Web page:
A Democratic staff member in the Minnesota Senate said state Sen. Dan Schoen sent her a photo of male genitalia over Snapchat.
Ellen Anderson told MPR News that Schoen sent her the photo in 2015, when he was in his second term in the state House. At the time she received the photo, Anderson was with a friend, who confirmed the photo’s existence to MPR. Anderson said she had met Schoen, also a Democrat, through her work in politics.
The allegation comes on the heels of other accusations of sexual harassment by Schoen first reported in MinnPost last week. Those allegations included a different unnamed woman saying Schoen sent her a photo of male genitalia, also over Snapchat. Another woman, Lindsey Port, told MinnPost Schoen grabbed her buttocks at a campaign event, while DFL Rep. Erin Maye Quade said Schoen repeatedly invited her via text to have a drink or meet him at his home.
Anderson reported the incident to Senate Human Resources on Tuesday, saying in a statement she knew the photo crossed the line at the time, but she “assumed it was a one-time error in judgment.”
“The disturbing news of the past week makes it clear that was not the case,” she said in a statement. “I felt it necessary to speak out because it is evident to me that Sen. Schoen has a pattern of inappropriate sexual interactions with colleagues and staff.”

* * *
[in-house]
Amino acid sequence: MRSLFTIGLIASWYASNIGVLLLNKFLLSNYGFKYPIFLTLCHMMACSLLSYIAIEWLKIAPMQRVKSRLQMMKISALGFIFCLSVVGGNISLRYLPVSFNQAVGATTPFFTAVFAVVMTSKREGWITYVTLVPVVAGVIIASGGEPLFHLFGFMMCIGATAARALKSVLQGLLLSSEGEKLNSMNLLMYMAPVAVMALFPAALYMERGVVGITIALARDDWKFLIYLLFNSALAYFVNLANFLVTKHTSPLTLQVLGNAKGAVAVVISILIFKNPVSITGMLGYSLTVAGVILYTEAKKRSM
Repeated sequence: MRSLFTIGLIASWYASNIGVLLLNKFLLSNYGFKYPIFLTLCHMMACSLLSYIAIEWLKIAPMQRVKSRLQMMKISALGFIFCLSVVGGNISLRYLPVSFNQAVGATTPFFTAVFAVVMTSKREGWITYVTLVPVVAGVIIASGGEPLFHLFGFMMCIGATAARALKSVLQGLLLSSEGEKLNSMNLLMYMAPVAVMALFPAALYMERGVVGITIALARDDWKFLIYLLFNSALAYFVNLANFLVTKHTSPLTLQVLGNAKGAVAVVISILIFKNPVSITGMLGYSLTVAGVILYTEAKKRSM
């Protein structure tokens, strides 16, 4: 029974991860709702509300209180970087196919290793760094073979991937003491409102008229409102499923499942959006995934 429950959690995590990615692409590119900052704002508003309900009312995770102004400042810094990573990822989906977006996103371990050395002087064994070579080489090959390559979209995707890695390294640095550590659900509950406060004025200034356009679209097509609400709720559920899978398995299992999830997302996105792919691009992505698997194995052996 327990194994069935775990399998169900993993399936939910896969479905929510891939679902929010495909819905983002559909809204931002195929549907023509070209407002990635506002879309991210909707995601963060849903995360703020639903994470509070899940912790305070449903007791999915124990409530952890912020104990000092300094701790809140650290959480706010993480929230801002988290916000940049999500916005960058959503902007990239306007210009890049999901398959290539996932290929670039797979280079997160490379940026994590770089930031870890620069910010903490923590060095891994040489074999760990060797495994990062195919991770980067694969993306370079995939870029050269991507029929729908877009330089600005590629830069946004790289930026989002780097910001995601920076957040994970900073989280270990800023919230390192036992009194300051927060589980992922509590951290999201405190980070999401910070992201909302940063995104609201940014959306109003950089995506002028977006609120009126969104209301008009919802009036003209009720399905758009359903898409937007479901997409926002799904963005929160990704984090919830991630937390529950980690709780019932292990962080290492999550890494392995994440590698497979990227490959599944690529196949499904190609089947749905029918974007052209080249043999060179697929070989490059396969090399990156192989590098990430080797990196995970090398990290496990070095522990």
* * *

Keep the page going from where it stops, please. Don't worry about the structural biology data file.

When news broke about the Scohen allegations last week, Senate DFL Minority Leader Tom Bakk called on Schoen to resign. Gov. Mark Dayton, both the DFL and GOP party chairs and nearly every DFL candidate for governor also asked for his resignation.
“I renew my call for Dan Schoen to resign from the Minnesota Senate and to apologize for his conduct,” Bakk said Tuesday. “I will be working with the Assistant Leaders and DFL Senators to determine what actions this caucus can take to protect staff and convince Dan Schoen that he needs to resign immediately.”
Schoen, who lives in St. Paul Park, is also a police officer for the city of Cottage Grove but is currently on administrative duties pending a possible state investigation. He has hired an attorney and is denying the allegations against him. An ethics complaint could be filed against him at the Legislature as soon as this week.
After the allegations first surfaced, Republican Senate Majority Paul Gazelka said Schoen’s behavior clearly “brings the Senate into disrepute” and that he could be subject to an ethics inquiry if he didn’t resign.
The news comes amid mass calls for changes in sexual harassment policies that govern state agencies, the Legislature and political campaigns. “Legislators are human and no human is perfect, but this is bigger than Sen. Schoen and the Capitol. It’s bigger than Hollywood or D.C.,” Anderson said. “I come to work every day and see stories in the news about women across the country who have risked everything to share with their experiences. We can only change this culture if we admit it exists.”